“We tend to see a cardiac cough with large breeds,” says Dr. Aherne. “Coughing is their tell.” He adds that a “soft, insidious cough,” more than a hacking cough, is more likely a sign of heart trouble than a sign of something else.

Fainting

Dr. Elfenbein explains that fainting (also known as syncope) can be a symptom of some types of heart disease in dogs. “This type of fainting happens if the heart skips enough beats that not enough blood reaches the brain. The heart starts beating again on its own and usually the dog recovers within a few seconds and acts like nothing happened,” she says. “Dogs with fainting should be seen by a veterinarian immediately and started on medications to regulate their heart beat. Some dogs with syncope require a pacemaker.”

4 Signs of Congestive Heart Failure in Dogs

Symptoms of congestive heart failure in dogs include those listed above, but there are also symptoms that signal that heart disease has likely progressed to CHF. They include:

Rapid Breathing 

As previously mentioned, the most obvious sign of heart failure in dogs is rapid breathing. “Seeing how fast they’re breathing when they’re at rest,” says Dr. Aherne, “is the most sensitive indicator we have.”

He says a dog should be breathing less than 35 or 40 times per minute at rest and might only be drawing 15 to 20 breaths per minute while sleeping. If your dog can’t seem to catch their breath after they’ve been inactive for several minutes, it’s time to call a vet.

​​Moist Cough

The cough of a dog with heart disease is usually soft and dry. If the dog has progressed to heart failure, they usually have fluid build-up within the lungs. You may notice that their cough now sounds moist. In some cases, they may cough up foamy fluid. Keep in mind that other conditions, like kennel cough, can sometimes cause a productive cough, as well.

Swollen Belly or Swelling in the Legs

Because CHF occurs when a dog’s heart can’t pump enough blood to the body, fluid might collect in a dog’s belly, causing it to swell. “This is known as ascites,” says Dr. Elfenbein. 

If you see a bloated belly in addition to more obvious signs like labored breathing, it’s important to have your dog evaluated by a veterinarian as soon as possible. You may also notice swelling (edema) in the dog’s legs, especially their hind legs.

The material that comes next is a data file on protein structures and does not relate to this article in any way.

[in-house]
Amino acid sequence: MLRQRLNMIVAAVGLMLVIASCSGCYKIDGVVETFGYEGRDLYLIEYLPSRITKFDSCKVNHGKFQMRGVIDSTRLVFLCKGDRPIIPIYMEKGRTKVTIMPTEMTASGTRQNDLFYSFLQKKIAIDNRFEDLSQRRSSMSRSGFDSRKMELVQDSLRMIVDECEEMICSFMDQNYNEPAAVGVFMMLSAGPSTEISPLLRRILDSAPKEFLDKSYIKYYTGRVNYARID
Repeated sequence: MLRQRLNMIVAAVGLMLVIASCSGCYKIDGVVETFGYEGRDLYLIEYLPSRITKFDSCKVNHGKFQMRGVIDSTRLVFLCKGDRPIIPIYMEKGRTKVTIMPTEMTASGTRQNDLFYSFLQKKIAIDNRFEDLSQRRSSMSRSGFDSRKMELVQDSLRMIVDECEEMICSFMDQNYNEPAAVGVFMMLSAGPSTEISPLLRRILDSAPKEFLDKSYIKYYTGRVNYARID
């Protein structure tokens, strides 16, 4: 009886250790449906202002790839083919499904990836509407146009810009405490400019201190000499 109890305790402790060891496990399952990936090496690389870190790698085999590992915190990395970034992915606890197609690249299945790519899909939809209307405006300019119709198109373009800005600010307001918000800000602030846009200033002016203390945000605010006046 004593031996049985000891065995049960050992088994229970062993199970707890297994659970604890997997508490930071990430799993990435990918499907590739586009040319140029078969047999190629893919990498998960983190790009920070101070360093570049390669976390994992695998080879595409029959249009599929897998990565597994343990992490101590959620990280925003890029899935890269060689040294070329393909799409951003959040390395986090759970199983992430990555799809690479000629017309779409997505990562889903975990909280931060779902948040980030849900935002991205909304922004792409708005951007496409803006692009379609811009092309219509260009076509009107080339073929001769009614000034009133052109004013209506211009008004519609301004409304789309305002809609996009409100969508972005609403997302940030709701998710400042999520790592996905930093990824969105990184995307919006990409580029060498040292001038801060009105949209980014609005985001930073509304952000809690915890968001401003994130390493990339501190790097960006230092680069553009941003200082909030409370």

Collapse and Fainting

We’ve established that dogs with certain heart conditions faint due to changes in how often their heart beats, such as skipped beats. However, dogs in heart failure usually faint and/or collapse because their heart, despite its best efforts, isn’t effective at pumping blood. As a result, the dog isn’t getting enough oxygenated blood to their brain. A dog collapsing or fainting due to heart failure will often have a bluish tint to their gums and tongue.

Dog Heart Failure Symptoms: Next Steps

Corgi at vet getting heart checked

The good news about heart disease in dogs is that with regular veterinary checkups, usually easy to spot before it progresses to heart failure. 

And while emergencies happen, they almost always happen when pet parents are not paying attention to the warning signs of heart disease and impending heart failure. 

“It’s pretty rare to be surprised by heart failure,” Dr. Hseuh says. “[It mostly happens] if you don’t go to the vet regularly.”

The surest signs of heart failure in dogs are labored, rapid breathing and edema in the limbs (especially the rear limbs) or belly. Ignoring these warning signs is dangerous. 

If you spot any of the signs mentioned above, call a vet immediately. Depending on the condition, your dog might get a prescription for medication, such as Vetmedin (pimobendam), which can help manage the symptom of congestive heart failure in dogs Your veterinarian may also recommend an ultrasound of the heart (echocardiogram) and/or a Holter monitor to keep track of the heart’s rhythm.

If your dog is diagnosed with heart disease or heart failure, regular veterinary follow ups will be important for maintaining your dog’s health and quality of life. But promoting your dog’s heart health isn’t something you need to wait for a diagnosis to do, especially if you have a breed of dog that is predisposed to cardiovascular stress. Ask your vet if your dog could benefit from a nutritional supplement designed to support their heart function. These come in a wide array of options, including chews, capsules, and liquids, so they’re easy to add to your dog’s daily diet, depending on their needs and preferences.